Girls Against Boys - Venus Luxure No. 1 Baby (Cover Artwork)

Girls Against Boys

Venus Luxure No. 1 Baby (1993)

Touch and Go

After about a year of listening to Girls Against Boys' second album, Venus Luxure No.1 Baby, which came out back in 1993, and other random tracks by the band, I still can't put a finger on why many seem to hate them so much--as the reasons that many do not like their baroque, dance-inspired post-punk are actually the same reasons that I quite like and respect their dark and atmospheric sound.

You see, their attack is simple: Singer/guitarist Scout McCloud and his smoky voice is placed over a dual bass sound, accentuating this ferocious and suave flavor. Although this is also the same reason that many do not like the band -- McCloud's wheezy voice -- yet others believe his cigarette-coated vocals make the music have the feeling of a nightclub, as if it causes the listener to picture a cramped, lounge atmosphere, with a darkness being jutted through with hints of red, thus creating an ominous mood and making the music downright sexy, even for a hetero male, while McCloud comes fully formed, as both taut and cool as a man can get.

Venus Luxure only gets faulty when the instrumentals slow it down to a crawl, because it is in their balance between atmosphere and danceability structures that the music comes truly alluring, with an aura of mystique -- and tracks as "In Like Flynn" are great examples of a few punchy riffs put together over the course of just under four and a half minutes combining to create a turbulent, groove-oriented rockathon. Another extraordinary moment is the excellent "Bullet Proof Cupid" with its stop-and-go-again-on-a-dime structures and ratcheting drum to the backing chorus of, "Hey, hey, hey" that get the listener's juices flowing. Typical exclamation-like chorus are typically nothing more than a cheap and jivey something to get the listener to get into the band's own good times, but here it actually works, and it is just an added layer of coolness, not fodder.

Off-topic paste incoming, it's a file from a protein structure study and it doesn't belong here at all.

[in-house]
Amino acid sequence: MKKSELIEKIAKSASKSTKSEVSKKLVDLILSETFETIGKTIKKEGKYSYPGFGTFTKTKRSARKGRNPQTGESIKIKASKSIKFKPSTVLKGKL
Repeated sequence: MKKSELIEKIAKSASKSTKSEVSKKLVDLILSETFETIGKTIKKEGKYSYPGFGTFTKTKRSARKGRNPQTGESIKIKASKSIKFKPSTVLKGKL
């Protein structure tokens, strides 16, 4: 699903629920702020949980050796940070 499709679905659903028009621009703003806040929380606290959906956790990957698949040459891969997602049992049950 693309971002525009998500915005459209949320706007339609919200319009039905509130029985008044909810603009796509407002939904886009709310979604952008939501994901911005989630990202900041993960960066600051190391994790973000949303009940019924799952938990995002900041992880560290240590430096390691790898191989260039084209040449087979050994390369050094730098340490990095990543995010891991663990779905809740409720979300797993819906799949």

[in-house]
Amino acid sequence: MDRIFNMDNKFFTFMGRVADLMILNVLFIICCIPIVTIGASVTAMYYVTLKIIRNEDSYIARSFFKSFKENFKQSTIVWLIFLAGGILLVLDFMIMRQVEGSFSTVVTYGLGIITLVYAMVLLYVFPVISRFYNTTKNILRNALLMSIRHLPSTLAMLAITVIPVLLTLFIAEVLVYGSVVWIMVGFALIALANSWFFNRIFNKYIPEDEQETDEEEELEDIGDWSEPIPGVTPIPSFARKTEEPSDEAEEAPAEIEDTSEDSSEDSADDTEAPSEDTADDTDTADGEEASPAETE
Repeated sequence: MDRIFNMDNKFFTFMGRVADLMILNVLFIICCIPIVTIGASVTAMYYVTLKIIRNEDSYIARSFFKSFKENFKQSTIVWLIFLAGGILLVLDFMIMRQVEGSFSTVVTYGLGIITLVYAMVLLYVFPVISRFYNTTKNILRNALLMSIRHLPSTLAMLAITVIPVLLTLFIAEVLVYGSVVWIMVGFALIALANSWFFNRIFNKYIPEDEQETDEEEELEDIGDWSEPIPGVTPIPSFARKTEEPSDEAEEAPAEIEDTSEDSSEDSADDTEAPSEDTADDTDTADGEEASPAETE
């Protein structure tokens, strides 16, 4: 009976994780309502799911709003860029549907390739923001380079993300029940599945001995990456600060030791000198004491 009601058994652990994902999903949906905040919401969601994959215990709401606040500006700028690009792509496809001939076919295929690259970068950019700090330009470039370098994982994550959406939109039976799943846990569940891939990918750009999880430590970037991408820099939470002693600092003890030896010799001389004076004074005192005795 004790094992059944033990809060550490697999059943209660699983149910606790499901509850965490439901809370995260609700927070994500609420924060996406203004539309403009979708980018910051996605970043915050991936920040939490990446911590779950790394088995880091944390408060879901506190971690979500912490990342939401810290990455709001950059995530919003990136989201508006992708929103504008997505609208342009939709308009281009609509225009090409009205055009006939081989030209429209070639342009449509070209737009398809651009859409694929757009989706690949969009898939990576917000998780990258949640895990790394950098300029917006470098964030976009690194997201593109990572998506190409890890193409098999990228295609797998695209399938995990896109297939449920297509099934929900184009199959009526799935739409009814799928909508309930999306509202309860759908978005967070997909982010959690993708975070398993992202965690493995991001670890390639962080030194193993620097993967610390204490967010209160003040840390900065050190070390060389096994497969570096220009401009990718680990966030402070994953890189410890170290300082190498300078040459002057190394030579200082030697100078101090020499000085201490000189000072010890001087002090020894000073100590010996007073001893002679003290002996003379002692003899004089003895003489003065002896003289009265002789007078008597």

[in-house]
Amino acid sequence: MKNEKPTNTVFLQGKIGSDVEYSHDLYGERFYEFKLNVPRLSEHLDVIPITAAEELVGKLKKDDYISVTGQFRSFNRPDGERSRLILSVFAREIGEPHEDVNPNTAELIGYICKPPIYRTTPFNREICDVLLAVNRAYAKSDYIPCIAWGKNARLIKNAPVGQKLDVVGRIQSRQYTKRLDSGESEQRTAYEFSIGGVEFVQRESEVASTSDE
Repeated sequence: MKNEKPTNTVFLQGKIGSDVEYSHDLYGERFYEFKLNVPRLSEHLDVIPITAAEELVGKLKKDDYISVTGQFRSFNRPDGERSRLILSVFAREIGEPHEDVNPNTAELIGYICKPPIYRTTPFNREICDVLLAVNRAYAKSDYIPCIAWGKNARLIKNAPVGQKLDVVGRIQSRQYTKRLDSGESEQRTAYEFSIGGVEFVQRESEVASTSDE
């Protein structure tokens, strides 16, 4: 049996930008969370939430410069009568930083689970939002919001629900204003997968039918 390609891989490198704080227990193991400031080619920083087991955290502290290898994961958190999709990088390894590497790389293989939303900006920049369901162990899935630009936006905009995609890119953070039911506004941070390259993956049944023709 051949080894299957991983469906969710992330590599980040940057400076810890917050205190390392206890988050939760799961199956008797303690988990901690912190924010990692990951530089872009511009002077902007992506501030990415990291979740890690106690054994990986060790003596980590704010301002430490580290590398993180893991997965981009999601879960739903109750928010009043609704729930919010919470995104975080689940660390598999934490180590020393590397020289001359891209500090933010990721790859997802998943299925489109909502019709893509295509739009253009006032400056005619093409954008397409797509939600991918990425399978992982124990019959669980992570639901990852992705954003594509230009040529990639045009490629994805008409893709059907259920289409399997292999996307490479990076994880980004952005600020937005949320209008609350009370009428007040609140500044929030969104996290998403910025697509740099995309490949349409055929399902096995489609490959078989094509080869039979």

This sense of full-moon frame-of-mind seems to be played to a shower of blood and runs through the band's passionate veins through an icy heart. It is both beautiful and alluring, mysterious and menacing -- like those soulful, blue-drenched nights fit for passionate lovemaking or for howling like a madman. It also shows the spectrum that post-hardcore punk rock can reach without losing its roots -- and despite its many triumphs, when G vs. B gets wobbly is often when it slows it down, such as in "Satin Down," "Get Down" and "Bughouse." When the grooves do not exist, the lyrics and McCloud's voice do not hold the foundation up that well; the listener is sadly just left waiting for hooks to emerge. Ye, they do not, and neither does the songwriting rise out of formulistic rubble. While it may be atmospheric still, it's too introverted and that's simply just not that captivating. Then, on such songs as "Let me Come Back," "Learned It" and "7 Seas," the music is actually so fast that it comes close to drowning out the mood into scatter-shot noise -- while these songs may still be quite good, it shows that G vs. B is best in their cool-and-collected mindset that rocks our world in more ways than one.

So, despite these blemishes in an otherwise fine album, Venus Luxure No. 1 Baby is still suitable as an unique mood piece -- that is, fit for just before dawn, and perfect for swinging your hips to at a nightclub, or for a kiss under a full moon.